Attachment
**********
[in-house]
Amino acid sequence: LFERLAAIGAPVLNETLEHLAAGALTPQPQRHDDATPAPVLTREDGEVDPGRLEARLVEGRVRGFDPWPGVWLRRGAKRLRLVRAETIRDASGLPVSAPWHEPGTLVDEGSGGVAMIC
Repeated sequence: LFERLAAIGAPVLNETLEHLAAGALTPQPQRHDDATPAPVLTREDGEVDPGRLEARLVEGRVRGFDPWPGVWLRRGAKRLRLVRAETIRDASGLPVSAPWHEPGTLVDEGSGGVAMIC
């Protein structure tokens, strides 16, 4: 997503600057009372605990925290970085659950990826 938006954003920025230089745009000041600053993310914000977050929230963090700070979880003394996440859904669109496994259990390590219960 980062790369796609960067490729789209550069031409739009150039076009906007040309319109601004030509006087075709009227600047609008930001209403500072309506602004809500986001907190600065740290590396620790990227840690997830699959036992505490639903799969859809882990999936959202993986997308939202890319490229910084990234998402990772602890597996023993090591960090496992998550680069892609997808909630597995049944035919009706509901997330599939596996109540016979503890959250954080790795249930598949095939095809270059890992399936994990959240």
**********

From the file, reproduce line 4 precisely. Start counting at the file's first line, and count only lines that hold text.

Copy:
């Protein structure tokens, strides 16, 4: 997503600057009372605990925290970085659950990826 938006954003920025230089745009000041600053993310914000977050929230963090700070979880003394996440859904669109496994259990390590219960 980062790369796609960067490729789209550069031409739009150039076009906007040309319109601004030509006087075709009227600047609008930001209403500072309506602004809500986001907190600065740290590396620790990227840690997830699959036992505490639903799969859809882990999936959202993986997308939202890319490229910084990234998402990772602890597996023993090591960090496992998550680069892609997808909630597995049944035919009706509901997330599939596996109540016979503890959250954080790795249930598949095939095809270059890992399936994990959240």